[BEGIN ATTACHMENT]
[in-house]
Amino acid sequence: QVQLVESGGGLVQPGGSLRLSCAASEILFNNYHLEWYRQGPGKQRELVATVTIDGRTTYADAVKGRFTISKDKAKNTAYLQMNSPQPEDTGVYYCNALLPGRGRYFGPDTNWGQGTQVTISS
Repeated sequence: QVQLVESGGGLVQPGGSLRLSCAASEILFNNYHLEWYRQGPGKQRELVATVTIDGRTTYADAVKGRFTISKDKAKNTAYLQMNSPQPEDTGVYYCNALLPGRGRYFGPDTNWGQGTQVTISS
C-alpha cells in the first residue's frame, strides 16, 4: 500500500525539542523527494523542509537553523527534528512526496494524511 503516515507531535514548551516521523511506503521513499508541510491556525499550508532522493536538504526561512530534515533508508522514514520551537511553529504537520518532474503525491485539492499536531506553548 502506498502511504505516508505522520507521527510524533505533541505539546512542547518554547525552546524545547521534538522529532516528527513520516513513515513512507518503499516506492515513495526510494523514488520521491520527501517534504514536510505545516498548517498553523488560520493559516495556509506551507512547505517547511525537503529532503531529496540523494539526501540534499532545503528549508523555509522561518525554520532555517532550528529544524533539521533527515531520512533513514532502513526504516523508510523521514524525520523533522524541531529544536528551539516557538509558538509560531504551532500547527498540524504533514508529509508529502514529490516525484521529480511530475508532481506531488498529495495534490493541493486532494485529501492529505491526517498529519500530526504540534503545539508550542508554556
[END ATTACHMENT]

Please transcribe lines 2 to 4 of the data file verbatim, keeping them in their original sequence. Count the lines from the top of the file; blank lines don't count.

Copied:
Amino acid sequence: QVQLVESGGGLVQPGGSLRLSCAASEILFNNYHLEWYRQGPGKQRELVATVTIDGRTTYADAVKGRFTISKDKAKNTAYLQMNSPQPEDTGVYYCNALLPGRGRYFGPDTNWGQGTQVTISS
Repeated sequence: QVQLVESGGGLVQPGGSLRLSCAASEILFNNYHLEWYRQGPGKQRELVATVTIDGRTTYADAVKGRFTISKDKAKNTAYLQMNSPQPEDTGVYYCNALLPGRGRYFGPDTNWGQGTQVTISS
C-alpha cells in the first residue's frame, strides 16, 4: 500500500525539542523527494523542509537553523527534528512526496494524511 503516515507531535514548551516521523511506503521513499508541510491556525499550508532522493536538504526561512530534515533508508522514514520551537511553529504537520518532474503525491485539492499536531506553548 502506498502511504505516508505522520507521527510524533505533541505539546512542547518554547525552546524545547521534538522529532516528527513520516513513515513512507518503499516506492515513495526510494523514488520521491520527501517534504514536510505545516498548517498553523488560520493559516495556509506551507512547505517547511525537503529532503531529496540523494539526501540534499532545503528549508523555509522561518525554520532555517532550528529544524533539521533527515531520512533513514532502513526504516523508510523521514524525520523533522524541531529544536528551539516557538509558538509560531504551532500547527498540524504533514508529509508529502514529490516525484521529480511530475508532481506531488498529495495534490493541493486532494485529501492529505491526517498529519500530526504540534503545539508550542508554556